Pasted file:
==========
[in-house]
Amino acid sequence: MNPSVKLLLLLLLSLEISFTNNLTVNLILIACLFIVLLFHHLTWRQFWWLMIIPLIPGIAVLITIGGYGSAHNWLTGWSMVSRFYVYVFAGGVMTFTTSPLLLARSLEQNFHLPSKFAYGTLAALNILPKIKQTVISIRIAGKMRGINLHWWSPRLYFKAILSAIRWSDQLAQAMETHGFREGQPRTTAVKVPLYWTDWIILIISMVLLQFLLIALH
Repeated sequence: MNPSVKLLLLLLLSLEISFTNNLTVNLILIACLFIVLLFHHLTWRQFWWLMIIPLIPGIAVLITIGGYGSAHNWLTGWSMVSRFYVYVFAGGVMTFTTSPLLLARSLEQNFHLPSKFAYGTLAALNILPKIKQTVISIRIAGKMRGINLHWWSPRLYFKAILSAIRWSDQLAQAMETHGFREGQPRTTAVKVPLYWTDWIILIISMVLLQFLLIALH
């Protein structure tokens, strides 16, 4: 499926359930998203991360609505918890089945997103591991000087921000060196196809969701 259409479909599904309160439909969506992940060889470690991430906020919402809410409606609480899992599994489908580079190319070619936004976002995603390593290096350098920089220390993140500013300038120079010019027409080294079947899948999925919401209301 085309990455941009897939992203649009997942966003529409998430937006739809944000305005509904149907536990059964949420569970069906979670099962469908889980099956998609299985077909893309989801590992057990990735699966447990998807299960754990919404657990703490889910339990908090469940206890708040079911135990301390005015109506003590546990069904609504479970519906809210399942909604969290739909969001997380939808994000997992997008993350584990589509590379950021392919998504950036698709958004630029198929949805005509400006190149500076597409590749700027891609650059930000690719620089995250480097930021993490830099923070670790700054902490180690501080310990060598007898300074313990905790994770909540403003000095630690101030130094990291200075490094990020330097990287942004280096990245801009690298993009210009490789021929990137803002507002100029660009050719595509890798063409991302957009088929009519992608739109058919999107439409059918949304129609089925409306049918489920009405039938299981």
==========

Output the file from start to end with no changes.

[in-house]
Amino acid sequence: MNPSVKLLLLLLLSLEISFTNNLTVNLILIACLFIVLLFHHLTWRQFWWLMIIPLIPGIAVLITIGGYGSAHNWLTGWSMVSRFYVYVFAGGVMTFTTSPLLLARSLEQNFHLPSKFAYGTLAALNILPKIKQTVISIRIAGKMRGINLHWWSPRLYFKAILSAIRWSDQLAQAMETHGFREGQPRTTAVKVPLYWTDWIILIISMVLLQFLLIALH
Repeated sequence: MNPSVKLLLLLLLSLEISFTNNLTVNLILIACLFIVLLFHHLTWRQFWWLMIIPLIPGIAVLITIGGYGSAHNWLTGWSMVSRFYVYVFAGGVMTFTTSPLLLARSLEQNFHLPSKFAYGTLAALNILPKIKQTVISIRIAGKMRGINLHWWSPRLYFKAILSAIRWSDQLAQAMETHGFREGQPRTTAVKVPLYWTDWIILIISMVLLQFLLIALH
């Protein structure tokens, strides 16, 4: 499926359930998203991360609505918890089945997103591991000087921000060196196809969701 259409479909599904309160439909969506992940060889470690991430906020919402809410409606609480899992599994489908580079190319070619936004976002995603390593290096350098920089220390993140500013300038120079010019027409080294079947899948999925919401209301 085309990455941009897939992203649009997942966003529409998430937006739809944000305005509904149907536990059964949420569970069906979670099962469908889980099956998609299985077909893309989801590992057990990735699966447990998807299960754990919404657990703490889910339990908090469940206890708040079911135990301390005015109506003590546990069904609504479970519906809210399942909604969290739909969001997380939808994000997992997008993350584990589509590379950021392919998504950036698709958004630029198929949805005509400006190149500076597409590749700027891609650059930000690719620089995250480097930021993490830099923070670790700054902490180690501080310990060598007898300074313990905790994770909540403003000095630690101030130094990291200075490094990020330097990287942004280096990245801009690298993009210009490789021929990137803002507002100029660009050719595509890798063409991302957009088929009519992608739109058919999107439409059918949304129609089925409306049918489920009405039938299981």